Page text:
BRUSSELS – The European Union has slapped more sanctions on Belarus' authoritarian regime over what it called continued human rights abuses.
EU foreign ministers on Friday placed an asset freeze and visa sanctions on 12 more of the country's officials, seeking to increase the pressure on President Alexander Lukashenko's government for its "continued lack of respect for human rights, democracy and rule of law." Over 200 people now face such EU sanctions.
German Foreign Minister Guido Westerwelle called Lukashenko "Europe's last dictator," adding that "we cannot stand by and watch that in Europe people are suppressed and whole families have to suffer."
Lukashenko has been in office since 1994. He has relentlessly cracked down on opposition groups and independent media.
Belarusian rights activists say that 12 opposition activists, including two former presidential candidates, are in prison on political charges.
Last month, the EU recalled its envoys from the Belarusian capital. The move came after Belarus asked the head of the EU's delegation in Minsk and the Polish ambassador to leave and said it was withdrawing its own ambassadors from Brussels and Warsaw.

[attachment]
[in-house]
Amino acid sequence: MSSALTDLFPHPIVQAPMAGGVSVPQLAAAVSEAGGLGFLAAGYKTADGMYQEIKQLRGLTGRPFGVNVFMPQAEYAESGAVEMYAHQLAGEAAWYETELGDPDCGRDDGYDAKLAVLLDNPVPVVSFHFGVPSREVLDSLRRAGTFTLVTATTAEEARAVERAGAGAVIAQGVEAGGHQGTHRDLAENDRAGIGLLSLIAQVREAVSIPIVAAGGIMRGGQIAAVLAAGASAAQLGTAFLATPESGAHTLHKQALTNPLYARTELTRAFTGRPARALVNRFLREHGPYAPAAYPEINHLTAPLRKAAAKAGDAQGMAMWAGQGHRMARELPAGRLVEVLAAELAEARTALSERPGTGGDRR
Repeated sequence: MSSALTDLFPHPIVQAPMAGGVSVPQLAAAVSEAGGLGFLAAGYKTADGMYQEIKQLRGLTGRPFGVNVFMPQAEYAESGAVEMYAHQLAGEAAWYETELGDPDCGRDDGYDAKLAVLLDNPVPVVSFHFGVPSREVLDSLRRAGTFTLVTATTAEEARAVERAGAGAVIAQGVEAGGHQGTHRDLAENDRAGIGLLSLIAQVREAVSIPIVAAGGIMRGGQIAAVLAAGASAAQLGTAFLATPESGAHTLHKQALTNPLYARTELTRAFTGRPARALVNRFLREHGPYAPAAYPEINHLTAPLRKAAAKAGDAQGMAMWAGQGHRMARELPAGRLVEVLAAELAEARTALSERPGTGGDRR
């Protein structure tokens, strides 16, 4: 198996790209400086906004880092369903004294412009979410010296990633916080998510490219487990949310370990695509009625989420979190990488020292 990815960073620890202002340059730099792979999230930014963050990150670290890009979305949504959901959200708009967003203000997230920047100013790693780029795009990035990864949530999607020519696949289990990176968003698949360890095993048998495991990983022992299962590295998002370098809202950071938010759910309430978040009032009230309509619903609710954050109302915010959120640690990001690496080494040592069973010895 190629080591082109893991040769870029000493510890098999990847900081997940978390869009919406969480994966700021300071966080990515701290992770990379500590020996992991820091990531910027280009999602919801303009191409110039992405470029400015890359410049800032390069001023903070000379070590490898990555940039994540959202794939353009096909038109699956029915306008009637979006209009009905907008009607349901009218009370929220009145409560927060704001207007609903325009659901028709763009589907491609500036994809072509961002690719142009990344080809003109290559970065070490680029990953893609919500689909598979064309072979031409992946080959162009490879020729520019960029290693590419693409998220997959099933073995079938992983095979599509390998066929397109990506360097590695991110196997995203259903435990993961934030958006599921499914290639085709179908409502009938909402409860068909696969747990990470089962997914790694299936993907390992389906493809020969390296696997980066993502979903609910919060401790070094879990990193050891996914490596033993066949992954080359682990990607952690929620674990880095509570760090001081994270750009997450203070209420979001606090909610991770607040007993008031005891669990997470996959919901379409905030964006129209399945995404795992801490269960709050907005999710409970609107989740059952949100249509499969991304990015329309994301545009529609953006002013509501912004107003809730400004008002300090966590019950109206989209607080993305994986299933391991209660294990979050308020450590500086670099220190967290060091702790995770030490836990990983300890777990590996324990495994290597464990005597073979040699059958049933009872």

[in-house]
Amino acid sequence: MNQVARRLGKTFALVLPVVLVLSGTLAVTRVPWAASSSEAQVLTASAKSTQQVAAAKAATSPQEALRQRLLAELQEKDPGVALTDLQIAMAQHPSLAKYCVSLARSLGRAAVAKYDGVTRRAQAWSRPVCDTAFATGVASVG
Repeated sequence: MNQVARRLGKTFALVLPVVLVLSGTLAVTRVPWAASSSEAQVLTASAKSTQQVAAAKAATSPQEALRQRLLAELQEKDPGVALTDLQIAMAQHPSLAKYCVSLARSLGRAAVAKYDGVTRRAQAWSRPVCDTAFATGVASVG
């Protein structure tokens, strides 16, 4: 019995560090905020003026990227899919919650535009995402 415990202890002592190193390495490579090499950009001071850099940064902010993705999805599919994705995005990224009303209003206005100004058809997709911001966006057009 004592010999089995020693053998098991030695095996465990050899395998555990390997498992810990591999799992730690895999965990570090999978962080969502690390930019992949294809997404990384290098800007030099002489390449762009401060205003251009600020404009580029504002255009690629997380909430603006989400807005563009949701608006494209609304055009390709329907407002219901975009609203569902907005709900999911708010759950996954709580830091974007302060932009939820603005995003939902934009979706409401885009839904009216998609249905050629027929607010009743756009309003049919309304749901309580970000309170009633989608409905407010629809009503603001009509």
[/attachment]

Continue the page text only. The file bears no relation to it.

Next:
Belarusian Foreign Ministry spokesman Andrei Savinykh on Friday harshly criticized the widened EU sanctions, saying that the EU has "fallen hostage to the logic of coercion and blackmail."
He said Belarus would retaliate, adding that it "sees no need" for the recalled EU ambassadors to return.
Belarus' first post-Soviet leader Stanislav Shushkevich told The Associated Press that the EU had "slapped Lukashenko on the wrist,"
"The sanctions against Lukashenko's businessmen are very painful and an efficient instrument against the man who spits at the European standards and values."
Anatoly Lebedko, the head of the opposition United Civil Party, predicted that Lukashenko would likely intensify his crackdown on dissent ahead of the parliamentary elections in the fall.
"The government would likely strike at the opposition, further strengthening repressions," he told the AP.